NINOKUNI / CERT: 15 / DIRECTOR: YOSHIYUKI MOMOSE / SCREENPLAY: AKIHIRO HINO / STARRING: KENTO YAMAZAKI, TUCKER CHANDLER, RAY CHASE / RELEASE DATE: OUT NOW (NETFLIX)
Based in the same world as the video game, this is an anime set in both present day Tokyo and the fantasy world of NiNoKuni. Two best friends are both in love with same girl, who's stabbed by a mysterious assailant. Whilst trying to save her life, they're magically transported to a medieval fantasy realm where they set out to see the princess, who looks exactly like their love interest back home. It then becomes apparent that the fates of people in the two worlds are linked, but do they share the same or opposite fates?
Anyone who's played the first 20 minutes of the game will already know the answer to that question. However, the world itself is presented as a fairly generic fantasy world, so no knowledge of the video games is really necessary. It is an interesting concept, but one that's executed horribly and nothing about it feels particularly original. The story should be paced better, spread out over maybe a 12-part anime perhaps but as a film it simply doesn’t work and feels a disjointed mess. A lot happens throughout the film, travelling back and forth between the two worlds, but little time is dedicated to the characters themselves.
The NiNoKuni games and their world look beautiful, and are full of quirky anime fantasy that you'd expect from something designed by Studio Ghibli. The film however is far from it, without Ghibli’s influence it just feels generic and lacklustre. The animation itself is decent and has some nice special effects, but like everything else about then film, it feels like something you've seen countless times before.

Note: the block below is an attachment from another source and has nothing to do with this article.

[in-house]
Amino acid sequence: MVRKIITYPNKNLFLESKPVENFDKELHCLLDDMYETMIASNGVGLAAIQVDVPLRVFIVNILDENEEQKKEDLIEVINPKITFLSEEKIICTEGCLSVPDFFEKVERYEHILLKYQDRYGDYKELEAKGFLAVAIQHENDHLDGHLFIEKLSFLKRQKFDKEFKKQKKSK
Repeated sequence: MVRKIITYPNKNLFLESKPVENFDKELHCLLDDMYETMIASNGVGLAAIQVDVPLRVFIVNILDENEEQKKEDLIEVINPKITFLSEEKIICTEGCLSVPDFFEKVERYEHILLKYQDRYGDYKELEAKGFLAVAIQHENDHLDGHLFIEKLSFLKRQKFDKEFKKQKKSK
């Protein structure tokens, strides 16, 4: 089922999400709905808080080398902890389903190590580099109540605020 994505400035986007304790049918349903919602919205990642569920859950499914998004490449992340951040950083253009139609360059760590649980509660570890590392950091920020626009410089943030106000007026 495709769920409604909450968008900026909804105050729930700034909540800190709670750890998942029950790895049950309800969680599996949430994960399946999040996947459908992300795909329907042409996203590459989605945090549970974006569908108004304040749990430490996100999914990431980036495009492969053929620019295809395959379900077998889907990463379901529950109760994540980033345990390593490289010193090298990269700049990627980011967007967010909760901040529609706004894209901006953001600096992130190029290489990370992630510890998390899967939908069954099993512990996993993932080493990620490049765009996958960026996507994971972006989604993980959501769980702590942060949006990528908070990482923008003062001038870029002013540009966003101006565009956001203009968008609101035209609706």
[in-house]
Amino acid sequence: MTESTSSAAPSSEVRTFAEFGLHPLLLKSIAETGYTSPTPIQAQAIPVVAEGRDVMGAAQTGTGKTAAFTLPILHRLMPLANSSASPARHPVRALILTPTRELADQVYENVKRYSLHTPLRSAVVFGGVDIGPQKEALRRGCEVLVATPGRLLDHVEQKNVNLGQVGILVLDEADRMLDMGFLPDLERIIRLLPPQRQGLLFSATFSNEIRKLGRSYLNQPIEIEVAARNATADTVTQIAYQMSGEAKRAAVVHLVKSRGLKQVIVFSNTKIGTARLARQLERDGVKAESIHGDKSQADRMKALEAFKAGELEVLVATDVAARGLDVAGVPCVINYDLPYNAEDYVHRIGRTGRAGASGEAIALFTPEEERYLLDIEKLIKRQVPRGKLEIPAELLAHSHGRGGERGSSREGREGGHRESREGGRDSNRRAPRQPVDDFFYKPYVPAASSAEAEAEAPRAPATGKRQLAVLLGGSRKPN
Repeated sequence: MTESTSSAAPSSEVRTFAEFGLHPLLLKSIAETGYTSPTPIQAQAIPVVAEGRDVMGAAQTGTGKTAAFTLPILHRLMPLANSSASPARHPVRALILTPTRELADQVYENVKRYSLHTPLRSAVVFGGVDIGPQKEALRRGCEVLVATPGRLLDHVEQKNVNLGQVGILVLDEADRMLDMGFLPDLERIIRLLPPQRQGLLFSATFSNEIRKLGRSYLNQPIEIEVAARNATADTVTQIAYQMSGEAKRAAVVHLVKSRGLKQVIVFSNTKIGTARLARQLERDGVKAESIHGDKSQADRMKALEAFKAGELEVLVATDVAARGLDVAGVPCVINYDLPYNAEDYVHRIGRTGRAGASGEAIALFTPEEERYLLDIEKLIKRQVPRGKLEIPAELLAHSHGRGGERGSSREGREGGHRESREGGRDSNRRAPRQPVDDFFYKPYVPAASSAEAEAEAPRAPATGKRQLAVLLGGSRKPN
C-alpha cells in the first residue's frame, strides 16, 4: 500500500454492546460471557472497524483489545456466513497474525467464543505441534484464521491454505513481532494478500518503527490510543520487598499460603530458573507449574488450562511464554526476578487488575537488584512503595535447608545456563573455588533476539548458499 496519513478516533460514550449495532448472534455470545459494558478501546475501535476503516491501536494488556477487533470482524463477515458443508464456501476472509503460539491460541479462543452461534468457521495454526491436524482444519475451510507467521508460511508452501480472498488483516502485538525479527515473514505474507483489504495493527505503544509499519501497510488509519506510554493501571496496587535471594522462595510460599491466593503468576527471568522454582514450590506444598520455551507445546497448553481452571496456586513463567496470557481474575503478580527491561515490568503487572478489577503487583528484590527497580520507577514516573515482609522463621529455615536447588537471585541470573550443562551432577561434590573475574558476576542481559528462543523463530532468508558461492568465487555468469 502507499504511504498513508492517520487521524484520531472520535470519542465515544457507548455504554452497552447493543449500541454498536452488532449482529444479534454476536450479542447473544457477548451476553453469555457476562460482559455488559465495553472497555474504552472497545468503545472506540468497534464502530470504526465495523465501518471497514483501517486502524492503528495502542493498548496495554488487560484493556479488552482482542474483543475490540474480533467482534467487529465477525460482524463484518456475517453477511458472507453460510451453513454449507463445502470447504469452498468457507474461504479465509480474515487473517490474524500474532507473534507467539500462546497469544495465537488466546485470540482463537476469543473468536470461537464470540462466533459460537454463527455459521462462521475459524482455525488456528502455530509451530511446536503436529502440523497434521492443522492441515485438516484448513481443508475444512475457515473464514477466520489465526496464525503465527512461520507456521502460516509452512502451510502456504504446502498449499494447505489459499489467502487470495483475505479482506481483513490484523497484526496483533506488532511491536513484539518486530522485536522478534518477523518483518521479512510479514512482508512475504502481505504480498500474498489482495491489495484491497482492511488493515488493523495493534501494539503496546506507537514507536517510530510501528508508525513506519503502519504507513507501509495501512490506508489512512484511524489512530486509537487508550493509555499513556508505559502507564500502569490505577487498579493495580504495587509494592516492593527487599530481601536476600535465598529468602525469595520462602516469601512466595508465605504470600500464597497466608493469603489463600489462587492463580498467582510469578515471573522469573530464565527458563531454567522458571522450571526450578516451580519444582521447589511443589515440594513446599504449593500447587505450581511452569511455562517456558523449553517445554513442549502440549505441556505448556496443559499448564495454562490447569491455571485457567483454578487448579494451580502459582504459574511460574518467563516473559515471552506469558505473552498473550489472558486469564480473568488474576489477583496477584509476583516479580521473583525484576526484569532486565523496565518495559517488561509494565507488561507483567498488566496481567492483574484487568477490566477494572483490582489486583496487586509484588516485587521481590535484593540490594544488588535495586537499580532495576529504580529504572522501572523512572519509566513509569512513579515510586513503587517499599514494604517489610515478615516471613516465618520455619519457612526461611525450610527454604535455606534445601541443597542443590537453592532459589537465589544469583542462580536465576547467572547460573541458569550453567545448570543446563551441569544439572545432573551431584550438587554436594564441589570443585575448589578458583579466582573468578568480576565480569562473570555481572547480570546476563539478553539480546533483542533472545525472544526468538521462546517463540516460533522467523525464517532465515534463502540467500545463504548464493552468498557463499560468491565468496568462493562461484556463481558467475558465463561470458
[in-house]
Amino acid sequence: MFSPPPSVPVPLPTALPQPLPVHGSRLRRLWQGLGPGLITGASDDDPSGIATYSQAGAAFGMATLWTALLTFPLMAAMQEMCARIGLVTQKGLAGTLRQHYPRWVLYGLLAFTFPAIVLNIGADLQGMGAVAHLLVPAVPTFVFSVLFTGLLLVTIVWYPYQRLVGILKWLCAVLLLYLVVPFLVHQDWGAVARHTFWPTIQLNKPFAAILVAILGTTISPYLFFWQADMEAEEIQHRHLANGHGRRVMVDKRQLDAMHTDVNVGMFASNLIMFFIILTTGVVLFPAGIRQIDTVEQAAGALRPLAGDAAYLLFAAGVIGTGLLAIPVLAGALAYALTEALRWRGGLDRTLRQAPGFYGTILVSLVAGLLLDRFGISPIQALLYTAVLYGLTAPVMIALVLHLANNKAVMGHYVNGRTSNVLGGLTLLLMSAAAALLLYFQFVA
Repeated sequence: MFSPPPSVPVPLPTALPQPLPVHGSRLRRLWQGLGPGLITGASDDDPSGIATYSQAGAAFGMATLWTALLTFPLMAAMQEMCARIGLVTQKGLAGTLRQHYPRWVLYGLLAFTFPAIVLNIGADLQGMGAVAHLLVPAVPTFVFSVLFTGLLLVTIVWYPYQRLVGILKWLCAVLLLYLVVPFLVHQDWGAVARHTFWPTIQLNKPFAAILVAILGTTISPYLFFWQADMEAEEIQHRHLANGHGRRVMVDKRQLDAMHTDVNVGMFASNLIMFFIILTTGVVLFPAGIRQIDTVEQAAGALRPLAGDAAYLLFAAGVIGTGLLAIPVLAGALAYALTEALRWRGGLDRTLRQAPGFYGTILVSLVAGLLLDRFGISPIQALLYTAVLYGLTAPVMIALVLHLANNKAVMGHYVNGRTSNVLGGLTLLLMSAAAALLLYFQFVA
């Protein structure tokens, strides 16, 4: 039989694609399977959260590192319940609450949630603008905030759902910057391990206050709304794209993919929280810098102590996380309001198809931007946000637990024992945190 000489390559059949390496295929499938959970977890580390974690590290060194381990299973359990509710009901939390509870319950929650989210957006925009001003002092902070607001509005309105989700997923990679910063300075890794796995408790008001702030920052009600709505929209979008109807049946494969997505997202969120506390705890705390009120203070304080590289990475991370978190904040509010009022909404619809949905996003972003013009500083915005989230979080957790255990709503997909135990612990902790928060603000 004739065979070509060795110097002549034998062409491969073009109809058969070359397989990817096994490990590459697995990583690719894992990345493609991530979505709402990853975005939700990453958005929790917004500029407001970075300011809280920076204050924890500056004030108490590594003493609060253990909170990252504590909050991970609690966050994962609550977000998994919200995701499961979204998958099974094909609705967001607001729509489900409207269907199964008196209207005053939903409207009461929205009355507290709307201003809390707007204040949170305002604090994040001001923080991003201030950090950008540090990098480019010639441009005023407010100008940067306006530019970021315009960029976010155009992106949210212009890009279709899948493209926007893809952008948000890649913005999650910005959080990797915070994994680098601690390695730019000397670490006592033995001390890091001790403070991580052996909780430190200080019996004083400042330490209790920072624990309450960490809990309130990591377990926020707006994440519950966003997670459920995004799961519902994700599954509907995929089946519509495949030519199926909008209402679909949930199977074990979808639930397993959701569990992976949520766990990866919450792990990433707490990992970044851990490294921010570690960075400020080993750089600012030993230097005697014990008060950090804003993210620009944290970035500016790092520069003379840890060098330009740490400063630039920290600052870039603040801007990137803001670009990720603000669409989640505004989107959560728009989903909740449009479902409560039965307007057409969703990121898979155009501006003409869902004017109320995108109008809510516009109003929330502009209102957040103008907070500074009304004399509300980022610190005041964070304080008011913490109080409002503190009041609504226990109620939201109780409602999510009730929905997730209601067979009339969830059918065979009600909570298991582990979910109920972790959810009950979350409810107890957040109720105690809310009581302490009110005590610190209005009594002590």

Character development seems to happen, but it's just so rushed and poorly executed that it seems to come out of nowhere and makes it impossible to relate to anyone. Making it even harder to empathise with them is how ridiculous their reactions are to things. "Why are you holding her like that?" is not an appropriate response to finding your girlfriend with a large knife sticking out of her covered in blood, nor is picking her up and attempting to carry her to the hospital in a modern city full of vehicles and mobile phones. These are just two of a series of silly decisions made by the unbelievable characters in this film.
The predictable, choreographed plot twists are overly explained through flashbacks and dialogue, which together really patronises the viewer, indicating that maybe this film is aimed at a much younger audience. The dialogue is often poorly written and drably executed with one irritating character torn between a bad Irish and Scottish accent. At times it’s hard to tell if it's just lost in translation or an awful script.
The concept for NiNoKuni is interesting but lifted straight out of the video game without a good plan on how to further explore it. It becomes an accidental parody of its own genre brimming with clichés. At times it falls into to the so bad it's good territory, but for the most part, it's just bland and forgettable.